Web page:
Anthony Cummins, review of The Green Road by Anne Enright, in The Telegraph (13 May 2015).

[Source: The Telegraph - online; accesed 23 August 2015.]

Anne Enright became briefly notorious when she wrote about “disliking” Kate and Gerry McCann, five months after their three-year-old daughter Madeleine disappeared in 2007. Her target was the hair-trigger culture of condemnation that awaited the parents, but the difficulty and value of her essay lay in how she made no bones about having gossiped and speculated about them herself. While it was inevitably spun as a callous attack, anyone who went from the outraged newspaper reports to her novels would have found a writer whose chief virtue lies in refusing to hold her reader’s hand.

Enright’s previous novel The Forgotten Waltz (2011) - a story of adultery set against boom and bust in her native Ireland - left you reading between the lines to decide whether the narrator was a home-wrecker or just a woman in love. Like The Gathering (winner of the 2007 Man Booker Prize), it was told in the first person and cut dizzyingly between multiple time frames. Enright parcels up her new novel into date-stamped portions bearing the names of each of the five main characters. If it looks more conventional, this is about the only thing The Green Road spells out.

The first segment is set in 1980 in a small rural town in the west of Ireland, where the farmer’s wife, Rosaleen, takes to her bed after her oldest son, Dan, announces his intention to join the priesthood. The next thing, it’s 1991, and Dan’s been on New York’s gay scene for five years: we don’t retrace his steps, and while the sequence bears Dan’s name, he’s offstage for most of it. Enright narrates here in the first-person plural - the voice of a gay community swapping war stories - to chart an art dealer’s love for a picture editor strung along by handsome “Irish Dan”.

Next we fast-forward six years, recrossing the Atlantic to join Dan’s sister Constance, mother to three teenagers, as she awaits a mammogram, with “no gap - or none that she could discern - between breast-feeding and breast cancer”. In 2002, we’re in Mali with his younger brother Emmet, an NGO worker in a dying relationship with a colleague; in 2005, it’s Dublin, with his sister Hanna, a stalled actress and new mother, “back in her skinny jeans, but what was the point…?”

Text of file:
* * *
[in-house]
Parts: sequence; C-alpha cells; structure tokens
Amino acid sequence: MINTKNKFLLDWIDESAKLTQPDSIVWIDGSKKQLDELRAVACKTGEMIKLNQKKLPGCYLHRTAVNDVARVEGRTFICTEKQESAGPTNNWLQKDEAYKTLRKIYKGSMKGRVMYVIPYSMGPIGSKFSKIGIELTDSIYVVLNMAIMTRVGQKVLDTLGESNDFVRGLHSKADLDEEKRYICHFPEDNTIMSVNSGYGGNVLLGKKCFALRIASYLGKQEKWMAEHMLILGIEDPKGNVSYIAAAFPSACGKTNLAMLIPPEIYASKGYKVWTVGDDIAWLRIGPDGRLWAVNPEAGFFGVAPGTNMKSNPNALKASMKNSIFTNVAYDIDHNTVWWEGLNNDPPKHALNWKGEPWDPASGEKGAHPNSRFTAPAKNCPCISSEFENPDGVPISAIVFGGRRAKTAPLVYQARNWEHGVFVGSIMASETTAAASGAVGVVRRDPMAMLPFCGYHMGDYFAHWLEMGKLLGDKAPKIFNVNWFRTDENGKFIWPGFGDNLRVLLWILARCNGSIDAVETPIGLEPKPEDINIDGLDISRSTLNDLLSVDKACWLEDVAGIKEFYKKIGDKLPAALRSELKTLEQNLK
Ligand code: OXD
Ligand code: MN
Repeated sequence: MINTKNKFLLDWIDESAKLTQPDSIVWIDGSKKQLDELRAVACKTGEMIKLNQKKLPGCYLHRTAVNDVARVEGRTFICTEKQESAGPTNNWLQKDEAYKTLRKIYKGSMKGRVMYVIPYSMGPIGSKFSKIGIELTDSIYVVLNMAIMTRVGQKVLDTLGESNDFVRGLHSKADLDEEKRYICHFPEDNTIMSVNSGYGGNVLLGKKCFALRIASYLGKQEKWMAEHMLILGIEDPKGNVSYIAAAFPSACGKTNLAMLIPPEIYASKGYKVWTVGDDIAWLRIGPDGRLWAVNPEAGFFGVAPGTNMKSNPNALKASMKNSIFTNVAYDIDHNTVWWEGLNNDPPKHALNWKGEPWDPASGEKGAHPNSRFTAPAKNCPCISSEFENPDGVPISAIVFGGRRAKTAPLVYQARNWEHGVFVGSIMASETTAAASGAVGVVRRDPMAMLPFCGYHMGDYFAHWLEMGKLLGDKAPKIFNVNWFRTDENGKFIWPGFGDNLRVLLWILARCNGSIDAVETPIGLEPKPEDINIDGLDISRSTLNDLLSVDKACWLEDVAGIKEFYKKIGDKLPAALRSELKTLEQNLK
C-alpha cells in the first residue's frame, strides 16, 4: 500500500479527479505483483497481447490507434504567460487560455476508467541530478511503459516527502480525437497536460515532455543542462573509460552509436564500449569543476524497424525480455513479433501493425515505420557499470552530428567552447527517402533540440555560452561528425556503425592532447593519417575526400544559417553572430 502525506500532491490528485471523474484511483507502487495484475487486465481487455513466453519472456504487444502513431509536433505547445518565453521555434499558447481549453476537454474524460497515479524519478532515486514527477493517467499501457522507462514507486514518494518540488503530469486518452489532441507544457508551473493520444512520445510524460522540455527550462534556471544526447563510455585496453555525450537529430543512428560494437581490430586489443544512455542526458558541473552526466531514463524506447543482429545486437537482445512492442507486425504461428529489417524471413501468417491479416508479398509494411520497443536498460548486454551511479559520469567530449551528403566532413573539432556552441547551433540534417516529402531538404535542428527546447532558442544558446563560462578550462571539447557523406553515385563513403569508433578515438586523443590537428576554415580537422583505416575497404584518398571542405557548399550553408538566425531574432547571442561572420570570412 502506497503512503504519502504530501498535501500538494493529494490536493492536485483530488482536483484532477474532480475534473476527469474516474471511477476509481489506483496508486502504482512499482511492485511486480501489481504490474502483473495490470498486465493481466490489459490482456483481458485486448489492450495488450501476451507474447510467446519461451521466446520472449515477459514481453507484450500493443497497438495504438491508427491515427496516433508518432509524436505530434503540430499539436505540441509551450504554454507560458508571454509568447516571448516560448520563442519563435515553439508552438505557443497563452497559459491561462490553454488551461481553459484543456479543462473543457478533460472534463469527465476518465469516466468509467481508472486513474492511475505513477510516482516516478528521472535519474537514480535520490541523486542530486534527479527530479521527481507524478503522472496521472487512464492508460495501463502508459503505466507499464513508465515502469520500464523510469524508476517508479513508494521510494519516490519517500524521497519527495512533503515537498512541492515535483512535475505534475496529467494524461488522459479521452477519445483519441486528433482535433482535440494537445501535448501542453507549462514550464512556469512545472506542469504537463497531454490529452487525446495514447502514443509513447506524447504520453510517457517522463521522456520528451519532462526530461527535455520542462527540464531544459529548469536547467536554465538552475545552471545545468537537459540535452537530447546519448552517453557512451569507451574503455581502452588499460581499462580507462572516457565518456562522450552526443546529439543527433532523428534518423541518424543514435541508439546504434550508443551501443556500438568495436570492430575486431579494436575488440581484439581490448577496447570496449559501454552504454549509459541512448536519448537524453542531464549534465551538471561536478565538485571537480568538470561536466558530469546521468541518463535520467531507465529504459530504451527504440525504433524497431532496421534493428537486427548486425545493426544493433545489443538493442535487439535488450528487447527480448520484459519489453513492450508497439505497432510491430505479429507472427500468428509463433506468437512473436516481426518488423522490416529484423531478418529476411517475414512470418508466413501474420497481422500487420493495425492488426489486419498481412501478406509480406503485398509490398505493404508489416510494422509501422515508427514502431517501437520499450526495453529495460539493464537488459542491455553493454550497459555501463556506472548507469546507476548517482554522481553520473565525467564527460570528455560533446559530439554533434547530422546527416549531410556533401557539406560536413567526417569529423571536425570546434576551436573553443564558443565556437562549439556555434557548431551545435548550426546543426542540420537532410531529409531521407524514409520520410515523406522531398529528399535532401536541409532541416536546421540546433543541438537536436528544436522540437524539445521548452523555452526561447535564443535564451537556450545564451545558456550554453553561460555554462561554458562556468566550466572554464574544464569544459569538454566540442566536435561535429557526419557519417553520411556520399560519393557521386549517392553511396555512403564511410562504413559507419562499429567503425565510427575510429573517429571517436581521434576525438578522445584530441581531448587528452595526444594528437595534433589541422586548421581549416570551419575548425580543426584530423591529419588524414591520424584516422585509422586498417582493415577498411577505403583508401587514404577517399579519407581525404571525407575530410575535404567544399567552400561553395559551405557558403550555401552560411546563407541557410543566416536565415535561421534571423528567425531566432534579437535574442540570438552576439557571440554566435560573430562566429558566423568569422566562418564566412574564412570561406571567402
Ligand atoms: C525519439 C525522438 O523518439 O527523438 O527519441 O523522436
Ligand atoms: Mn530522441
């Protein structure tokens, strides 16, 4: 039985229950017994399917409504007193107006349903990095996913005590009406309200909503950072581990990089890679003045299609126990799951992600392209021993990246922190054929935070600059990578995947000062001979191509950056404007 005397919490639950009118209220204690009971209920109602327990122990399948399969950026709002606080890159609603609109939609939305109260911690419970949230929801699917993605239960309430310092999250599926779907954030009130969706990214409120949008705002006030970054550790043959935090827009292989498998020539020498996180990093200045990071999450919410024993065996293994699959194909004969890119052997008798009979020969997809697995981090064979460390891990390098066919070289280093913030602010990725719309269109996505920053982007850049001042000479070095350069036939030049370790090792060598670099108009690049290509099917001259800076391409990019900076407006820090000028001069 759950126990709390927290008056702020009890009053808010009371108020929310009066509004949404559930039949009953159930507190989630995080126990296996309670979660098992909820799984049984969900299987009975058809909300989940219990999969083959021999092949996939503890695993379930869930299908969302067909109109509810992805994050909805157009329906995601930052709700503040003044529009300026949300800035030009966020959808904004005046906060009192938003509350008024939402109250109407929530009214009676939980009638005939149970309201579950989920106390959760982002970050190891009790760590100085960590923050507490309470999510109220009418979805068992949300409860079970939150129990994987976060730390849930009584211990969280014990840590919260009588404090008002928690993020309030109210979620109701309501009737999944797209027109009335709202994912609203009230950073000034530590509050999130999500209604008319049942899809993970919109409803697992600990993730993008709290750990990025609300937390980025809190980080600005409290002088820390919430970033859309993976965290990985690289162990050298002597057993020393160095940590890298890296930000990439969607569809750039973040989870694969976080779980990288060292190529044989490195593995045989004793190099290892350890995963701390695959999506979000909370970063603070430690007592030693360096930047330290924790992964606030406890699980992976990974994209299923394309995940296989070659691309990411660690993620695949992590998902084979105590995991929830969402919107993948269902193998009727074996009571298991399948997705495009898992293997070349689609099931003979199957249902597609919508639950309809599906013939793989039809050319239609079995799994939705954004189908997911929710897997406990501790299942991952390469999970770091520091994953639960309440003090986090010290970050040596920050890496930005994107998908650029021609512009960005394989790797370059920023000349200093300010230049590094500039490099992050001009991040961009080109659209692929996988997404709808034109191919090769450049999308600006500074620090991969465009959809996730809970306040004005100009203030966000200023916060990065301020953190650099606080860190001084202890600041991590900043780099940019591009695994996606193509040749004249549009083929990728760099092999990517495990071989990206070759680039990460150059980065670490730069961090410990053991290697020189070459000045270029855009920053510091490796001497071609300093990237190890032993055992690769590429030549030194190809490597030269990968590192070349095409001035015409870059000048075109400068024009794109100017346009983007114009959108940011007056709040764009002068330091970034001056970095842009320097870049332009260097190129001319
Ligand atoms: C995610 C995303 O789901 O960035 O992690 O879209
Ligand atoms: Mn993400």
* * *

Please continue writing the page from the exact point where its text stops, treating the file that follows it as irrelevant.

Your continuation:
Someone says Dan tells you “everything except the thing you needed to know”. The Green Road is like that. No one is happy - Constance pops “a little Seroxat”; Hanna gets so drunk a paramedic has to lift her off the kitchen floor; Emmet has had a breakdown - but we don’t know much about why. The omens are not good when Rosaleen invites them all back to the tumbledown family home for one last Christmas.

Unlike The Gathering and The Forgotten Waltz, no clinching backstory surfaces. When Rosaleen wonders, “Where did it begin?”, we’re not even sure what “it” is.

“It’s like there’s some secret… but there just isn’t,” says Hanna. Attempts to talk fail: “‘My own children,’ [Rosaleen] said, as though they had ganged up against her in some terrible way. ‘Your own children what?’ said Emmet. ‘My own children!’”

Rosaleen can be a pain, needling Constance about her weight, suggesting Emmet could be impotent, but it’s possible, too, that her children simply await the stage Enright describes in her non-fiction work Making Babies (2004), when “most of us come to an accommodation between the “MOTHER!’ in our heads and the woman who reared us”.

The Forgotten Waltz used Ford Madox Ford’s 1915 adultery tale The Good Soldier as a model. Here the touchstone might be Jonathan Franzen’s The Corrections (2001). Where that novel wove together decades of back story in the run-up to a family’s last Christmas, The Green Road is more fragmented. The novel’s structure of discrete short stories shows the Madigan children as satellites out of sync. When their mother goes missing after roaming the coast alone on Christmas night, her children form a search party, groping in the dark, adrift from her and each other. It’s a climax that works as drama and symbol.

Enright withholds closure but doesn’t skimp on pleasure. Barely a page goes by without a striking phrase or insight. She convinces you of her setting, whether it’s west Africa or the East Village. The sons’ stories, unfolding farther afield, are story-driven; the energy in the daughters’ stories comes from the texture of experience (a supermarket run; half-cut on vodka).

Enright’s gifts of observation and imagination can lull you into overlooking how radical she is formally. She has said that “the unknowability of one human being to another” is “an endless subject for novelists”. If one of the pitfalls for any realist novel is the sense that the characters are reverse-engineered to serve an authorial design, Enright’s characters have a solidity for not being explained to every last fibre of their being.

You could see The Green Road as virtuosic but inconsequential, but in its loose ends is a bold and brilliant way to approach the sadness of a family that fails to connect.

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